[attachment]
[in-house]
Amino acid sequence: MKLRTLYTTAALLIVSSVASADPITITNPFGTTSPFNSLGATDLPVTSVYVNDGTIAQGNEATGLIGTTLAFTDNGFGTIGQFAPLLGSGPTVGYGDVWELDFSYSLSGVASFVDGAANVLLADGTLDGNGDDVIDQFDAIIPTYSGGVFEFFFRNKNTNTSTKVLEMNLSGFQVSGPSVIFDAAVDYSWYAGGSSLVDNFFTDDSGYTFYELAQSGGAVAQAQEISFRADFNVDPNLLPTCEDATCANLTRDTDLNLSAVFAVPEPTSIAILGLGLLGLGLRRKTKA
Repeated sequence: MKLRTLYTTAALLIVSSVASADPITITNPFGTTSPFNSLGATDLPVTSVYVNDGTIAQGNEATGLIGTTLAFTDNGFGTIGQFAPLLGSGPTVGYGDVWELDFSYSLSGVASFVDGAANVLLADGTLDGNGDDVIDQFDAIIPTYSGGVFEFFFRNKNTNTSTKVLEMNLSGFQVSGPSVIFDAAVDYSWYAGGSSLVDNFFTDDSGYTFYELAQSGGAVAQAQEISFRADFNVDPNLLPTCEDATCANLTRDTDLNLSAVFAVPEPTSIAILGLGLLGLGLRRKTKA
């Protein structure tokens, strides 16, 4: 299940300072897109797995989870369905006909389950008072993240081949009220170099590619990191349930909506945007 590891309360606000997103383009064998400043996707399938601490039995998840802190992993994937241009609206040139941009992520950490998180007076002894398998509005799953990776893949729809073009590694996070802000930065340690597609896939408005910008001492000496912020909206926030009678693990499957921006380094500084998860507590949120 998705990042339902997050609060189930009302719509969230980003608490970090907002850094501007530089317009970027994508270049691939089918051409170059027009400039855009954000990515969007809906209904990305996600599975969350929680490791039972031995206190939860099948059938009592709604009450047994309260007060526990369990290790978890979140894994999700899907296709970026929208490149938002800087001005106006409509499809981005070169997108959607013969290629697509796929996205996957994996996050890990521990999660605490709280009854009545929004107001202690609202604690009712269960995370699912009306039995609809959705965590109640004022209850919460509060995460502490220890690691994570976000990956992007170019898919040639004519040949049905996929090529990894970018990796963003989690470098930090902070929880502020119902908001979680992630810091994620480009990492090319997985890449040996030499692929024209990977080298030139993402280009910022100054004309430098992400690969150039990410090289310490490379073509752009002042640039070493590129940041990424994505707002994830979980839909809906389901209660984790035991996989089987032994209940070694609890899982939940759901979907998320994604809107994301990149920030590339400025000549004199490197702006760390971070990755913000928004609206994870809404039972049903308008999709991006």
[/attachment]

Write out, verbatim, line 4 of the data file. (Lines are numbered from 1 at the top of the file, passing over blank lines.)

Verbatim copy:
């Protein structure tokens, strides 16, 4: 299940300072897109797995989870369905006909389950008072993240081949009220170099590619990191349930909506945007 590891309360606000997103383009064998400043996707399938601490039995998840802190992993994937241009609206040139941009992520950490998180007076002894398998509005799953990776893949729809073009590694996070802000930065340690597609896939408005910008001492000496912020909206926030009678693990499957921006380094500084998860507590949120 998705990042339902997050609060189930009302719509969230980003608490970090907002850094501007530089317009970027994508270049691939089918051409170059027009400039855009954000990515969007809906209904990305996600599975969350929680490791039972031995206190939860099948059938009592709604009450047994309260007060526990369990290790978890979140894994999700899907296709970026929208490149938002800087001005106006409509499809981005070169997108959607013969290629697509796929996205996957994996996050890990521990999660605490709280009854009545929004107001202690609202604690009712269960995370699912009306039995609809959705965590109640004022209850919460509060995460502490220890690691994570976000990956992007170019898919040639004519040949049905996929090529990894970018990796963003989690470098930090902070929880502020119902908001979680992630810091994620480009990492090319997985890449040996030499692929024209990977080298030139993402280009910022100054004309430098992400690969150039990410090289310490490379073509752009002042640039070493590129940041990424994505707002994830979980839909809906389901209660984790035991996989089987032994209940070694609890899982939940759901979907998320994604809107994301990149920030590339400025000549004199490197702006760390971070990755913000928004609206994870809404039972049903308008999709991006």